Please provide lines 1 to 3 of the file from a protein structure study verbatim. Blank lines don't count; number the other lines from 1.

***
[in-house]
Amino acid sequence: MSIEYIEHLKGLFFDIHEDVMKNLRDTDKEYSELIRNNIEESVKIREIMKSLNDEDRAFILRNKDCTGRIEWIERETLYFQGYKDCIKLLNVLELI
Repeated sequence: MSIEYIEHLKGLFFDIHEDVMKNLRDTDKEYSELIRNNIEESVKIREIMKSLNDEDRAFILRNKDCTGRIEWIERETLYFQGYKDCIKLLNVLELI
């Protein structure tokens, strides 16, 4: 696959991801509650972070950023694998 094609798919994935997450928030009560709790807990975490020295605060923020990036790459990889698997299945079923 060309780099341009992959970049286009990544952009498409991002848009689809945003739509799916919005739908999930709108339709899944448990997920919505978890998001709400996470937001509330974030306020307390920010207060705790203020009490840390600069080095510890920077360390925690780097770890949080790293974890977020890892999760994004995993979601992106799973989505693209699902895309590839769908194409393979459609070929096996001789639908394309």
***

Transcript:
[in-house]
Amino acid sequence: MSIEYIEHLKGLFFDIHEDVMKNLRDTDKEYSELIRNNIEESVKIREIMKSLNDEDRAFILRNKDCTGRIEWIERETLYFQGYKDCIKLLNVLELI
Repeated sequence: MSIEYIEHLKGLFFDIHEDVMKNLRDTDKEYSELIRNNIEESVKIREIMKSLNDEDRAFILRNKDCTGRIEWIERETLYFQGYKDCIKLLNVLELI